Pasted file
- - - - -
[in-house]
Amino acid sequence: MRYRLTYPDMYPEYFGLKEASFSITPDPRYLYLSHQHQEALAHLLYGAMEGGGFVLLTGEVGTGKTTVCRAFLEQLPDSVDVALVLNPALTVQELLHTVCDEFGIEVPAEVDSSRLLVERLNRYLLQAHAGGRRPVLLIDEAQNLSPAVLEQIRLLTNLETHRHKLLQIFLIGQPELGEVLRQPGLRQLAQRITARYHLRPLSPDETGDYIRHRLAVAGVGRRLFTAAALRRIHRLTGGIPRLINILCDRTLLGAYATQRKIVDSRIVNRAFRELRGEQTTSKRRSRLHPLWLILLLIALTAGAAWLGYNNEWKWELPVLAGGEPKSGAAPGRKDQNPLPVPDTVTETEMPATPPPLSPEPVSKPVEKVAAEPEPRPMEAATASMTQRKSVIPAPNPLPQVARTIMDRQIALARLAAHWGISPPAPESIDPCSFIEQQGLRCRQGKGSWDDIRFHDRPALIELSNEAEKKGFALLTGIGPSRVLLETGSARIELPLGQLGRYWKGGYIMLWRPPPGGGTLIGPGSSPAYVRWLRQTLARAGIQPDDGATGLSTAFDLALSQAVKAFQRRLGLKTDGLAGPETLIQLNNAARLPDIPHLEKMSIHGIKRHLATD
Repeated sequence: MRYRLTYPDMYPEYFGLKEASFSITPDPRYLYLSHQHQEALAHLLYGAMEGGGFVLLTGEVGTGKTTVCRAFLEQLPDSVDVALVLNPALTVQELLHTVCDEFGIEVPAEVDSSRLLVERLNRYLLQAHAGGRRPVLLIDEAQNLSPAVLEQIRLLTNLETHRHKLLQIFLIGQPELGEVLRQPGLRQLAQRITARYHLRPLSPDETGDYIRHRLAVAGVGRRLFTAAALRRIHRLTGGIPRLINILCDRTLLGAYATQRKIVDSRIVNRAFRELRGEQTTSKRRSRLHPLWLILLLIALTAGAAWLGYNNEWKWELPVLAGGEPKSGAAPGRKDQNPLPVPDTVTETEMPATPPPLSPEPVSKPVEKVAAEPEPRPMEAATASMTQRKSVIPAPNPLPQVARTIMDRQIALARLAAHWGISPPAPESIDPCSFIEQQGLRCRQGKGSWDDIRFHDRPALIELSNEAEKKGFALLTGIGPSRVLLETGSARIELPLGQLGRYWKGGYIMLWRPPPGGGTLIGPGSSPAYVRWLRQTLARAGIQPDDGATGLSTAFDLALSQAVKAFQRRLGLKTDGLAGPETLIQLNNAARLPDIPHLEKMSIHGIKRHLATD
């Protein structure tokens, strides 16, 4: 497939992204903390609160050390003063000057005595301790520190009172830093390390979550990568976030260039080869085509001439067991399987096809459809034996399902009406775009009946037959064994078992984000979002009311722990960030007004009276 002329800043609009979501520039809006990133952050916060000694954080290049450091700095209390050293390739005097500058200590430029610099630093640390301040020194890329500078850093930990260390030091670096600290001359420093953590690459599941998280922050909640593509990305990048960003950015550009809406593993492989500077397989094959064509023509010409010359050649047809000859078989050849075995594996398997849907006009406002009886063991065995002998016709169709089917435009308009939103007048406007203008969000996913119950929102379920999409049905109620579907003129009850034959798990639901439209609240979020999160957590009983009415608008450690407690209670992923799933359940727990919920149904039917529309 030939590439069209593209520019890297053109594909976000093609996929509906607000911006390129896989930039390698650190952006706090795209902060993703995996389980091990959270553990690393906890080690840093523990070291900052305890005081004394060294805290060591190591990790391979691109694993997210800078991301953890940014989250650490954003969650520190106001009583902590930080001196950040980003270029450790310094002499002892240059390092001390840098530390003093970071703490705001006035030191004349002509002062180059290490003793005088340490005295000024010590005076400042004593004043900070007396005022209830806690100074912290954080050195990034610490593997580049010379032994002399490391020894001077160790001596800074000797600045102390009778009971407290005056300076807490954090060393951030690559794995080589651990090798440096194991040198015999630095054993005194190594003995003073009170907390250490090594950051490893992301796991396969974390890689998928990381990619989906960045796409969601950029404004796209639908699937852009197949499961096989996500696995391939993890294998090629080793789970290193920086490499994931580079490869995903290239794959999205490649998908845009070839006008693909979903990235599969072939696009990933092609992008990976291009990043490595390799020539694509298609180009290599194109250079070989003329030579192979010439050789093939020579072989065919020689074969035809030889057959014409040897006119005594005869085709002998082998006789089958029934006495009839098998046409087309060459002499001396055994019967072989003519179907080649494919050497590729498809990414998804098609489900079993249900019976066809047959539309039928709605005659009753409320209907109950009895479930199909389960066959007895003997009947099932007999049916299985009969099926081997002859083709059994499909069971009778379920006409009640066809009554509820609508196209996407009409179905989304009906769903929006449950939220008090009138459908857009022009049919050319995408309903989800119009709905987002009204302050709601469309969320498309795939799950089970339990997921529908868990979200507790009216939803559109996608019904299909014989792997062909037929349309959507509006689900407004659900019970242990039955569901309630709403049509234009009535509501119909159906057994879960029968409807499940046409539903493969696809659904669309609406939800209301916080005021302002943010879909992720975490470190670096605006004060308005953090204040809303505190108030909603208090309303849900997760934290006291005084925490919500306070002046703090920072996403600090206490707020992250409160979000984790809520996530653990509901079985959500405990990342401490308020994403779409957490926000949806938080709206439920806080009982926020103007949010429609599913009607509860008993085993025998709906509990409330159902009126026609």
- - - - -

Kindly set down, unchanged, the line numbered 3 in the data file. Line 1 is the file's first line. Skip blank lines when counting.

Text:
Repeated sequence: MRYRLTYPDMYPEYFGLKEASFSITPDPRYLYLSHQHQEALAHLLYGAMEGGGFVLLTGEVGTGKTTVCRAFLEQLPDSVDVALVLNPALTVQELLHTVCDEFGIEVPAEVDSSRLLVERLNRYLLQAHAGGRRPVLLIDEAQNLSPAVLEQIRLLTNLETHRHKLLQIFLIGQPELGEVLRQPGLRQLAQRITARYHLRPLSPDETGDYIRHRLAVAGVGRRLFTAAALRRIHRLTGGIPRLINILCDRTLLGAYATQRKIVDSRIVNRAFRELRGEQTTSKRRSRLHPLWLILLLIALTAGAAWLGYNNEWKWELPVLAGGEPKSGAAPGRKDQNPLPVPDTVTETEMPATPPPLSPEPVSKPVEKVAAEPEPRPMEAATASMTQRKSVIPAPNPLPQVARTIMDRQIALARLAAHWGISPPAPESIDPCSFIEQQGLRCRQGKGSWDDIRFHDRPALIELSNEAEKKGFALLTGIGPSRVLLETGSARIELPLGQLGRYWKGGYIMLWRPPPGGGTLIGPGSSPAYVRWLRQTLARAGIQPDDGATGLSTAFDLALSQAVKAFQRRLGLKTDGLAGPETLIQLNNAARLPDIPHLEKMSIHGIKRHLATD